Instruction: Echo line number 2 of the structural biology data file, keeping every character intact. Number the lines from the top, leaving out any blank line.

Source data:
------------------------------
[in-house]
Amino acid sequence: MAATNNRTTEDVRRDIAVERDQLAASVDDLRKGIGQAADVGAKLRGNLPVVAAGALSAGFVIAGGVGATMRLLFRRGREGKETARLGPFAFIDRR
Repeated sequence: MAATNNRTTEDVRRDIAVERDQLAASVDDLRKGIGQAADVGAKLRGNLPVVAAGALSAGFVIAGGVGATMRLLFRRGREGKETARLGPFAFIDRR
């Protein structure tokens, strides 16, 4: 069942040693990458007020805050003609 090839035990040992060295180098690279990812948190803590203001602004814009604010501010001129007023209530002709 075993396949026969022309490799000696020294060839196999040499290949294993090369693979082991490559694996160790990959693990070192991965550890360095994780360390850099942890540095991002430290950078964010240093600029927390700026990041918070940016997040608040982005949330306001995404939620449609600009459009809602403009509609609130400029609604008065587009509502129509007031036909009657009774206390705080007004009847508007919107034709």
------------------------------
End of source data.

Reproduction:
Amino acid sequence: MAATNNRTTEDVRRDIAVERDQLAASVDDLRKGIGQAADVGAKLRGNLPVVAAGALSAGFVIAGGVGATMRLLFRRGREGKETARLGPFAFIDRR